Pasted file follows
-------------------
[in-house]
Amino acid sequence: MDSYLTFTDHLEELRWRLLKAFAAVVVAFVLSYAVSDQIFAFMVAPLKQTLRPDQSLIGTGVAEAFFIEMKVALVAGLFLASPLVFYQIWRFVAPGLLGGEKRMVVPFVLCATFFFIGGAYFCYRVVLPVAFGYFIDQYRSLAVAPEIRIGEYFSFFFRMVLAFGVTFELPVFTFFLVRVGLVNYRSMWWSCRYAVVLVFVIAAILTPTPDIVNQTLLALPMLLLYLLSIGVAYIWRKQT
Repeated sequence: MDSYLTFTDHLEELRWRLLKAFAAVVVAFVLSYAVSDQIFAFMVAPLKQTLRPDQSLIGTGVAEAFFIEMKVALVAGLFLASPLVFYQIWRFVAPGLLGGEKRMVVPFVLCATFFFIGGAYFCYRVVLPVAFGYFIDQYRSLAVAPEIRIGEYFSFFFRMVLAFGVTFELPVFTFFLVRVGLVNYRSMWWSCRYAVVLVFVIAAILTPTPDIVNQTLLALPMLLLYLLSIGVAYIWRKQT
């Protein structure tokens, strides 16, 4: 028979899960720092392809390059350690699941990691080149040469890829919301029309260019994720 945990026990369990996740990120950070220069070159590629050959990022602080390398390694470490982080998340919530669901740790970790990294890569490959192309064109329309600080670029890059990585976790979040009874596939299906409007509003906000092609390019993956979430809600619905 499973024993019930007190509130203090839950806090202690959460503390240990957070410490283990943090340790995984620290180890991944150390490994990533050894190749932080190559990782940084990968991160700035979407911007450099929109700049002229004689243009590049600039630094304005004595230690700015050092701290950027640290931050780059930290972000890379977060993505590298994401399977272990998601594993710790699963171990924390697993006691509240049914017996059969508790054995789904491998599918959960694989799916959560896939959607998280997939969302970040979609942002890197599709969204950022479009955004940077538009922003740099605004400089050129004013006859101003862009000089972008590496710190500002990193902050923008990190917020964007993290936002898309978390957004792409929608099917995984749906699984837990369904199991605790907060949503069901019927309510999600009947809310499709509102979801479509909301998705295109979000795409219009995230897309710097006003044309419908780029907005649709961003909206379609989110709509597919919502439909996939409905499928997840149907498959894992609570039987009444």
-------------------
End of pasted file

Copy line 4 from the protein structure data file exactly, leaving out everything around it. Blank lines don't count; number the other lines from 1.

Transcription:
């Protein structure tokens, strides 16, 4: 028979899960720092392809390059350690699941990691080149040469890829919301029309260019994720 945990026990369990996740990120950070220069070159590629050959990022602080390398390694470490982080998340919530669901740790970790990294890569490959192309064109329309600080670029890059990585976790979040009874596939299906409007509003906000092609390019993956979430809600619905 499973024993019930007190509130203090839950806090202690959460503390240990957070410490283990943090340790995984620290180890991944150390490994990533050894190749932080190559990782940084990968991160700035979407911007450099929109700049002229004689243009590049600039630094304005004595230690700015050092701290950027640290931050780059930290972000890379977060993505590298994401399977272990998601594993710790699963171990924390697993006691509240049914017996059969508790054995789904491998599918959960694989799916959560896939959607998280997939969302970040979609942002890197599709969204950022479009955004940077538009922003740099605004400089050129004013006859101003862009000089972008590496710190500002990193902050923008990190917020964007993290936002898309978390957004792409929608099917995984749906699984837990369904199991605790907060949503069901019927309510999600009947809310499709509102979801479509909301998705295109979000795409219009995230897309710097006003044309419908780029907005649709961003909206379609989110709509597919919502439909996939409905499928997840149907498959894992609570039987009444």